Going into Tuesday's action, the Oakland A's have found themselves losers of their last three games and six of their last 10.
They're trending downwards at the wrong time of the season.
In what has been a surprising season to say the least, Oakland sits 5.5 games behind the Texas Rangers for the lead in the American League West and just a half game out of Wild Card contention.
Of course, yesterday they owned one of those Wild Card playoff berths.
So it goes in Major League Baseball.
Over the last 30 days, rookie Yoenis Cespedes has been the only player on the team to have been performing at an impressive level.
In his last 23 games and 85 at-bats, Cespedes is batting .412 with five home runs and 19 RBI.
Josh Reddick, the man who started the season on fire for the A's has cooled off significantly.
Before the All-Star break, Reddick owned a .268/.348/.532/.880 batting line with 20 home runs, 43 RBI, and 15 doubles and four triples.
Through his first 83 games and 314 at-bats, he managed 84 hits while scoring 52 runs. In essence, he was the MVP of the A's.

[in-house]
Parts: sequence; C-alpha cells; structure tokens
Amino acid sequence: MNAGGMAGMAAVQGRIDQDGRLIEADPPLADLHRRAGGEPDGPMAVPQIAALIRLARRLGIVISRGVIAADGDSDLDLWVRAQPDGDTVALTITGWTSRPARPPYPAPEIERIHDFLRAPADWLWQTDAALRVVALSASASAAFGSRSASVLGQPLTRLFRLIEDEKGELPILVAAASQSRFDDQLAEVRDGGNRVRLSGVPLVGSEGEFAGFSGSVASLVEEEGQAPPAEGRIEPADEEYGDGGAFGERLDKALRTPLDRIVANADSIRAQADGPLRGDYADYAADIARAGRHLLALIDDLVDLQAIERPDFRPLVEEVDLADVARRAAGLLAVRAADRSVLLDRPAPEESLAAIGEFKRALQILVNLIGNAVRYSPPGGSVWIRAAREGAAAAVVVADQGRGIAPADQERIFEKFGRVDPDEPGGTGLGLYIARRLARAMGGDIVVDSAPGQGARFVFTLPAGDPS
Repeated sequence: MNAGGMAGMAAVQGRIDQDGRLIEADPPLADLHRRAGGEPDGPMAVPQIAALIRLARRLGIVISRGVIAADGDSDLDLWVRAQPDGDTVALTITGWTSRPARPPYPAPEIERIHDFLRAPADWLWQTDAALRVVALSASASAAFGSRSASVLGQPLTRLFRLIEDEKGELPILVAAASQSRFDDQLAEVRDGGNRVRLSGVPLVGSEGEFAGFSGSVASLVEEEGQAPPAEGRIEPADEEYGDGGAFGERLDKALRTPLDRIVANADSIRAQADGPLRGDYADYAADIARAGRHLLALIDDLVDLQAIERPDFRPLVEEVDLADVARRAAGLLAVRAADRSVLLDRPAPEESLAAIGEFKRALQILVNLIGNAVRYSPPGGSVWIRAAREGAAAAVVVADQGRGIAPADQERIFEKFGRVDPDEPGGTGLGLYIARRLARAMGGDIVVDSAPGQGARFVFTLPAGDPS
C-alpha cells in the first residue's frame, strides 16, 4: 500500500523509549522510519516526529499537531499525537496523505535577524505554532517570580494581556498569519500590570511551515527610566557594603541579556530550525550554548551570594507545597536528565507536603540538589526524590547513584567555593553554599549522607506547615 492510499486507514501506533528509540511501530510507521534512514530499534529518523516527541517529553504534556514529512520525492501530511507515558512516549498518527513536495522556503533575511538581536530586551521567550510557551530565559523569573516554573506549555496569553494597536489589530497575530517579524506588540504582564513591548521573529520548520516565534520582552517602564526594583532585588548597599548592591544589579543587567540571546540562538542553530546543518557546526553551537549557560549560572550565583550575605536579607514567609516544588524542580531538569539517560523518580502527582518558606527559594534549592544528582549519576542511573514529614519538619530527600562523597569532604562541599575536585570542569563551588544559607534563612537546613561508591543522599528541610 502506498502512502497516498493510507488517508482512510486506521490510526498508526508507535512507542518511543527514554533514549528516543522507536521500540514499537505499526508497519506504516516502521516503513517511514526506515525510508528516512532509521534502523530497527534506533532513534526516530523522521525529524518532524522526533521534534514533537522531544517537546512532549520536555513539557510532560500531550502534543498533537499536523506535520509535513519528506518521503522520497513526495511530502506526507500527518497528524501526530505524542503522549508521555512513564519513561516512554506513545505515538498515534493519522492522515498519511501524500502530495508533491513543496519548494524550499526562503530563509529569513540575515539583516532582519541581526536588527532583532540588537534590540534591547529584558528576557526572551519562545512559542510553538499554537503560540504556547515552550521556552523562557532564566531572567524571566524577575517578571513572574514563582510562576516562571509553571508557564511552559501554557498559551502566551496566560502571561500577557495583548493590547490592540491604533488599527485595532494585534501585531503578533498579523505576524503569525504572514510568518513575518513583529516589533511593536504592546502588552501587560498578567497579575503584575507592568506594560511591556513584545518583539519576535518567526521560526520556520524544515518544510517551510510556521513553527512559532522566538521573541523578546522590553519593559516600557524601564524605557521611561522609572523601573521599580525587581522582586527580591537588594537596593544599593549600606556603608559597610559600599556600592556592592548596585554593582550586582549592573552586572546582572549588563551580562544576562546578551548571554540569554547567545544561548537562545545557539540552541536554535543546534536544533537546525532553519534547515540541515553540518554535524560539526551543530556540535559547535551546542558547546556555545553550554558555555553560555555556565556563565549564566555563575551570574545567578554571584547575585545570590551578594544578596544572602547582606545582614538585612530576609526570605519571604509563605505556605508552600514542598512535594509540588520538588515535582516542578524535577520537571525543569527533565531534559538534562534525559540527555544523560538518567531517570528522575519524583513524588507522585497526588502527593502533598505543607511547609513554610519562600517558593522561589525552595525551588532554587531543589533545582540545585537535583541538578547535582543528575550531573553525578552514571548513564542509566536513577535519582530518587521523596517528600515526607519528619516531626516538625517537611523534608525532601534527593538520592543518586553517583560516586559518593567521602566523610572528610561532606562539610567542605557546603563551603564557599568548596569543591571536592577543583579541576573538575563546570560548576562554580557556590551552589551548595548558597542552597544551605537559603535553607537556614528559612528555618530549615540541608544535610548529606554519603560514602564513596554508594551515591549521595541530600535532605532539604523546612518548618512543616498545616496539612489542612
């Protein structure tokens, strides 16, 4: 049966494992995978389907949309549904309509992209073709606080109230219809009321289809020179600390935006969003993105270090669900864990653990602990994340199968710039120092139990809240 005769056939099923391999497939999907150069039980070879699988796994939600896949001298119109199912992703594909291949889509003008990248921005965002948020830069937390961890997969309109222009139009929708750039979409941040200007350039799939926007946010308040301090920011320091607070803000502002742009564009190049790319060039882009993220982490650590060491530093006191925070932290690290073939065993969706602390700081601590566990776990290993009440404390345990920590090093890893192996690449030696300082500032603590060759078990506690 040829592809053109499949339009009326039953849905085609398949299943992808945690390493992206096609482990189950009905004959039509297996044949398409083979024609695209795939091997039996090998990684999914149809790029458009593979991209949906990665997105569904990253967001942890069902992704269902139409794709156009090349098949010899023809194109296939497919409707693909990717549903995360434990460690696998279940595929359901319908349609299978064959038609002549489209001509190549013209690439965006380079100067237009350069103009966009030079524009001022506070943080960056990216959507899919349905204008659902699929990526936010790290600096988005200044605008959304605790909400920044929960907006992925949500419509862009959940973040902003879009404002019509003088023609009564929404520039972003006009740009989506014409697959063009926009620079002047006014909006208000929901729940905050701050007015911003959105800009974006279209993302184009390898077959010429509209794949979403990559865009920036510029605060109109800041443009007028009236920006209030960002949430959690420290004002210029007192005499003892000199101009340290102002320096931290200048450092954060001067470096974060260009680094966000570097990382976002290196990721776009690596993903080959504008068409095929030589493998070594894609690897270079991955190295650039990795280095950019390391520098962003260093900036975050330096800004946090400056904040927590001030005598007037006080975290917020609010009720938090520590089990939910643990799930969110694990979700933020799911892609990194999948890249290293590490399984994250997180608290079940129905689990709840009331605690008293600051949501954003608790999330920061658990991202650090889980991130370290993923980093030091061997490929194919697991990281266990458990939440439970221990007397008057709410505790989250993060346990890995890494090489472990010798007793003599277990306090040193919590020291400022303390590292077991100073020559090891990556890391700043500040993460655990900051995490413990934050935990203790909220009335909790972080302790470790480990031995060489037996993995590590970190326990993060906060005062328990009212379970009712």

Since the All-Star Break, it has been a completely different story.
Reddick has just a .226/.263/.441/.703 batting line. In 23 games and 93 at-bats he has managed 21 hits with six doubles, a triple and four home runs with 13 RBI.
While the bat is willing, he's just not able to get on base.
The pitching on the other hand has a debt of gratitude to pay towards A.J. Griffin, the only pitcher with three wins in the past 30 days (and five starts) for the A's.
Only Bartolo Colon has a better ERA (2.70 versus 2.25) over the last 30 days. Colon, however, is 2-1 in his last five starts.
Both Tommy Milone and Jarrod Parker have ERAs north of 5.00 in the past 30 days of baseball.
What's more, closer Ryan Cook has only converted three of his last seven save opportunities.
Objectively, the A's appear to be playing some pretty fractured baseball. They are giving away their shot to play late into October.
With two games left against the Angels before heading to Chicago for a series with the White Sox, the next five games will certainly serve as a measuring stick for the A's, answering the question, "Are they a legitimate playoff team?" for certain.